Other jurisdictions define cryptocurrencies in a more precise manner. The Financial Action Task Force an intergovernmental organisation to combat money laundering defines it as a math-based decentralised, convertible virtual currency which is protected by cryptography. The state of New York defines virtual currency as any digital unit that is used as a medium of exchange, or a form of digitally stored value.
Penalties for certain offences may be disproportionate. Under the Bill, mining, holding, selling, issuing, transferring or using cryptocurrency is punishable with an imprisonment of up to 10 years. This may be disproportionate as compared to other similar economic offences. Table 1 provides a comparison of the penalties prescribed under the Bill with some other offences. Table 1: Comparison of penalties prescribed under various economic offences.
Maximum imprisonment. Mining, holding, selling, issuing, transfer or use of cryptocurrency in the country draft Bill. Involvement in activities connected with proceeds of crime including its concealment, possession, acquisition or use or projecting it as untainted property PMLA. Holding of foreign exchange of aggregate value exceeding one crore rupees FEMA.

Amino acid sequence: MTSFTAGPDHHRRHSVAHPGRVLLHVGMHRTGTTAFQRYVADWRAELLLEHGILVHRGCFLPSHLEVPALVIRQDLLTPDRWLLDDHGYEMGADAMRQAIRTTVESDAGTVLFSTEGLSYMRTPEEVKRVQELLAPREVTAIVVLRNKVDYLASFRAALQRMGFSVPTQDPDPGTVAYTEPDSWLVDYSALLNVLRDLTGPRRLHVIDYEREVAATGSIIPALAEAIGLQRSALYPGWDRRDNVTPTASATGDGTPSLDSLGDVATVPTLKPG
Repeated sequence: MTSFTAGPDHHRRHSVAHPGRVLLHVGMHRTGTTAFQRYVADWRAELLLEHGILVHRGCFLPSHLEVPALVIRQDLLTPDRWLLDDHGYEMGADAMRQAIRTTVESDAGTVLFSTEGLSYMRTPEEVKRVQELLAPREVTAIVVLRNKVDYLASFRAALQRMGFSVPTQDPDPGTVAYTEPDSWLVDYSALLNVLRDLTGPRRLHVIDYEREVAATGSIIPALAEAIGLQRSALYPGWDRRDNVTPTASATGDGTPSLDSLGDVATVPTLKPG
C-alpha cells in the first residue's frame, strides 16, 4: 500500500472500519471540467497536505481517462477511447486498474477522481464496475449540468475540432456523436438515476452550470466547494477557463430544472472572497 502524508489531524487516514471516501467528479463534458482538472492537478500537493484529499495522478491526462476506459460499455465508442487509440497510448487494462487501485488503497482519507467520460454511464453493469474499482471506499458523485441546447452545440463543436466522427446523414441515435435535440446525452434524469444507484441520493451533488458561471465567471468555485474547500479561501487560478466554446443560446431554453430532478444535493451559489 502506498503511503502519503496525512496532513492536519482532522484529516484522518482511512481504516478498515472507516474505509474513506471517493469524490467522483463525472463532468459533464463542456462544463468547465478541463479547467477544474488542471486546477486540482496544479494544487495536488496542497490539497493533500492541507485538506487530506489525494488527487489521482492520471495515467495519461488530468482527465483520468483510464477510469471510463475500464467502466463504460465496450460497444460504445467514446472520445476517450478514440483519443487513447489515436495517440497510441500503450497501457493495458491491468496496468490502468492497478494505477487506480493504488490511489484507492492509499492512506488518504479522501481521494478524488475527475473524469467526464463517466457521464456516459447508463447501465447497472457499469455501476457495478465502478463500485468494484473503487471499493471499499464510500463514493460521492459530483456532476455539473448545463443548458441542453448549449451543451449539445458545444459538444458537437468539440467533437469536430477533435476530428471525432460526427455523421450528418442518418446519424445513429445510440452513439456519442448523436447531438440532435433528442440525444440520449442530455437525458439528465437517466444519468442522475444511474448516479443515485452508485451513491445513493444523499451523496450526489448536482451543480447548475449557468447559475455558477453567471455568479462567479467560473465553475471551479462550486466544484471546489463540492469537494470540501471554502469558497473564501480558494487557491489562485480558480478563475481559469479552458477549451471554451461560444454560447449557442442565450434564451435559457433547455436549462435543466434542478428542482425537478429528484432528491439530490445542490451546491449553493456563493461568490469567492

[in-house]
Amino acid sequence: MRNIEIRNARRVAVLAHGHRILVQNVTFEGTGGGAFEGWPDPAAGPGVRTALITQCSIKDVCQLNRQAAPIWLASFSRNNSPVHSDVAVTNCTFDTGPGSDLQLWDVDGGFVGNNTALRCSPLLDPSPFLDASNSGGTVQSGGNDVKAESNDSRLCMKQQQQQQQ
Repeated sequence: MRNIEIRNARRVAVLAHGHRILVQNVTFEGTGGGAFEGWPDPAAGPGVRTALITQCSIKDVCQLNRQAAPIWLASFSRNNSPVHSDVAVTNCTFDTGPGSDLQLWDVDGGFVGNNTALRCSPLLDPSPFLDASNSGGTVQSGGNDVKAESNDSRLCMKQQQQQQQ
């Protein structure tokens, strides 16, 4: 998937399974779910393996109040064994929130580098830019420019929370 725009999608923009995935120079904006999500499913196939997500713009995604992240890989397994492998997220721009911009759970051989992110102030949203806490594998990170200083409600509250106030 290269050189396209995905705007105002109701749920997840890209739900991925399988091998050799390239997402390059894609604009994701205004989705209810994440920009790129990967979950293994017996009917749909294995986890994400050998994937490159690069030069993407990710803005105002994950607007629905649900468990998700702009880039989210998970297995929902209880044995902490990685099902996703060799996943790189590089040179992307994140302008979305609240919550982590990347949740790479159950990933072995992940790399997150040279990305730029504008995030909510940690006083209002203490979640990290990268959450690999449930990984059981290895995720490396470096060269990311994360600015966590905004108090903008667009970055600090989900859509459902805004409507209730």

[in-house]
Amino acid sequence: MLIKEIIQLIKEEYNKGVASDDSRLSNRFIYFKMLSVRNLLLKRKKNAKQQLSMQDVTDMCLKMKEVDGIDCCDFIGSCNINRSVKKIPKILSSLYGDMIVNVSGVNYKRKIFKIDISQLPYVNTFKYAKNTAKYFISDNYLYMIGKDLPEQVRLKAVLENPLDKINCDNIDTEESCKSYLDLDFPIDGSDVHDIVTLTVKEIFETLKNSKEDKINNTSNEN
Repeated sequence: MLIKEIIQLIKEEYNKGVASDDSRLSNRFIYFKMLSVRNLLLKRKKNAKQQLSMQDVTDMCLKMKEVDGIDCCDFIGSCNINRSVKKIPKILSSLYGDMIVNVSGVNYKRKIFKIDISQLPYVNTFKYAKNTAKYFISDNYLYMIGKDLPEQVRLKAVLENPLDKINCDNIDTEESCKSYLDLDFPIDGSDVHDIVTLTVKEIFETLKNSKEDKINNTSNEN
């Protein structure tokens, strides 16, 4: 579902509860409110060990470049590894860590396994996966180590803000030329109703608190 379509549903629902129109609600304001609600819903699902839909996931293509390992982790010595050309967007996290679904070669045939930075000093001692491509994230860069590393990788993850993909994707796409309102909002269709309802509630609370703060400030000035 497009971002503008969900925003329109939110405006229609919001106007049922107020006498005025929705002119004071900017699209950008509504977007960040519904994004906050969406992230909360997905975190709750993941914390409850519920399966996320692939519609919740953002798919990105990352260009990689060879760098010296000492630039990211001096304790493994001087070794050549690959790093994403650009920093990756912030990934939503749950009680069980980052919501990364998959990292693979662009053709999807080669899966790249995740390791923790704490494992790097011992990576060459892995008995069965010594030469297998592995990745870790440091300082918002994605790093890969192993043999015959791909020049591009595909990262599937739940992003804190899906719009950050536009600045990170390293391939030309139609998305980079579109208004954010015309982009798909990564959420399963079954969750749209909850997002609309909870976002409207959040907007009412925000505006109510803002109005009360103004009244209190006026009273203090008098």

Payment Services Act, Act No. The opinions expressed herein are entirely those of the author s. PRS makes every effort to use reliable and comprehensive information, but PRS does not represent that the contents of the report are accurate or complete. PRS is an independent, not-for-profit group. This document has been prepared without regard to the objectives or opinions of those who may receive it.
Education Graduation :. Education Post Graduation :. Parliament States Primer. Parliament States. State Assembly. Highlights of the Bill The draft Bill seeks to prohibit mining, holding, selling, trade, issuance, disposal or use of cryptocurrency in the country.
Cryptocurrency is defined as any information, code, or token which has a digital representation of value and has utility in a business activity, or acts as a store of value, or a unit of account. Under the draft Bill, mining, holding, selling, issuing, transferring or use of cryptocurrency is punishable with a fine or imprisonment of up to 10 years, or both. A person must declare and dispose of any cryptocurrency in his possession, within 90 days from the commencement of the Act.
India announces bill to ban private cryptocurrencies
RBI Favours Complete Ban On Crypto; It Is A Serious Concern To RBI, Says Governor